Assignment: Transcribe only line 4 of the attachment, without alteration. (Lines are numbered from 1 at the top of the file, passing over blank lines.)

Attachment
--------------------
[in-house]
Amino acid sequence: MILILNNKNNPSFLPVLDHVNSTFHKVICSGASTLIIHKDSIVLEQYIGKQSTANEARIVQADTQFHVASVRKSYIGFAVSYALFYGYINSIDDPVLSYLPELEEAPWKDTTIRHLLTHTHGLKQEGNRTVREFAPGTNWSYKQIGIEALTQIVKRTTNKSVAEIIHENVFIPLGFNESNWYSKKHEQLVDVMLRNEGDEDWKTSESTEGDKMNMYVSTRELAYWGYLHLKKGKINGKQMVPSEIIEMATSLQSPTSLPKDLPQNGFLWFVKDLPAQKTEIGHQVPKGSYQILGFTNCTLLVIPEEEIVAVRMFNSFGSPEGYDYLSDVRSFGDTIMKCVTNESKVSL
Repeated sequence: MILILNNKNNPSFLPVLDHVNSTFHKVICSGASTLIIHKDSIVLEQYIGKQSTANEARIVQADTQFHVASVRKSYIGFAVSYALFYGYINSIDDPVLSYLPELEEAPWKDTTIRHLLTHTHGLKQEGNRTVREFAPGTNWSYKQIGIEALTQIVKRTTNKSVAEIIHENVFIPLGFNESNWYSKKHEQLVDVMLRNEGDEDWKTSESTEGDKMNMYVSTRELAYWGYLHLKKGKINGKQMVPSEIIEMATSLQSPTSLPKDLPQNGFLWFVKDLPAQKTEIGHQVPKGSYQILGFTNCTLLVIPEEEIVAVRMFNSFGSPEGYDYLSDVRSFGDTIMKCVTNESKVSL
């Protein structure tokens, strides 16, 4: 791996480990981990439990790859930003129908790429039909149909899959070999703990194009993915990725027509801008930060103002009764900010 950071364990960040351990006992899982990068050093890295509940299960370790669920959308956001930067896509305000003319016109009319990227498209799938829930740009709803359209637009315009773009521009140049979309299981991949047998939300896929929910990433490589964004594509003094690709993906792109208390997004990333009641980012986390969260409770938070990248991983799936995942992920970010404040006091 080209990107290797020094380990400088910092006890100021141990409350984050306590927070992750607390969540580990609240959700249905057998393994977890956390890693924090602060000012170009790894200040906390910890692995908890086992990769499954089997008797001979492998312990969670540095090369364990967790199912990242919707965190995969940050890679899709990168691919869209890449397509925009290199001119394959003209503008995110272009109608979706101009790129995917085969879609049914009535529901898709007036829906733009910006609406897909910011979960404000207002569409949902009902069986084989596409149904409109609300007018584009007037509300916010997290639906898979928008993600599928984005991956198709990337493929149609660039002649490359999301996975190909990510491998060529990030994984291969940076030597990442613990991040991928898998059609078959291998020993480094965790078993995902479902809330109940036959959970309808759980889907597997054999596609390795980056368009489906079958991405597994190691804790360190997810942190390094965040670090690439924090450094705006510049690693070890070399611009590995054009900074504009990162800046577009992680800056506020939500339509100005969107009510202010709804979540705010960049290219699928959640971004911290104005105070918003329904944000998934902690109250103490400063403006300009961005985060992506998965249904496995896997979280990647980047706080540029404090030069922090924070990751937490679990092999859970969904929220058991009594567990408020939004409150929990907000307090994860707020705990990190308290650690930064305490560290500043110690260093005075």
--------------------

């Protein structure tokens, strides 16, 4: 791996480990981990439990790859930003129908790429039909149909899959070999703990194009993915990725027509801008930060103002009764900010 950071364990960040351990006992899982990068050093890295509940299960370790669920959308956001930067896509305000003319016109009319990227498209799938829930740009709803359209637009315009773009521009140049979309299981991949047998939300896929929910990433490589964004594509003094690709993906792109208390997004990333009641980012986390969260409770938070990248991983799936995942992920970010404040006091 080209990107290797020094380990400088910092006890100021141990409350984050306590927070992750607390969540580990609240959700249905057998393994977890956390890693924090602060000012170009790894200040906390910890692995908890086992990769499954089997008797001979492998312990969670540095090369364990967790199912990242919707965190995969940050890679899709990168691919869209890449397509925009290199001119394959003209503008995110272009109608979706101009790129995917085969879609049914009535529901898709007036829906733009910006609406897909910011979960404000207002569409949902009902069986084989596409149904409109609300007018584009007037509300916010997290639906898979928008993600599928984005991956198709990337493929149609660039002649490359999301996975190909990510491998060529990030994984291969940076030597990442613990991040991928898998059609078959291998020993480094965790078993995902479902809330109940036959959970309808759980889907597997054999596609390795980056368009489906079958991405597994190691804790360190997810942190390094965040670090690439924090450094705006510049690693070890070399611009590995054009900074504009990162800046577009992680800056506020939500339509100005969107009510202010709804979540705010960049290219699928959640971004911290104005105070918003329904944000998934902690109250103490400063403006300009961005985060992506998965249904496995896997979280990647980047706080540029404090030069922090924070990751937490679990092999859970969904929220058991009594567990408020939004409150929990907000307090994860707020705990990190308290650690930064305490560290500043110690260093005075």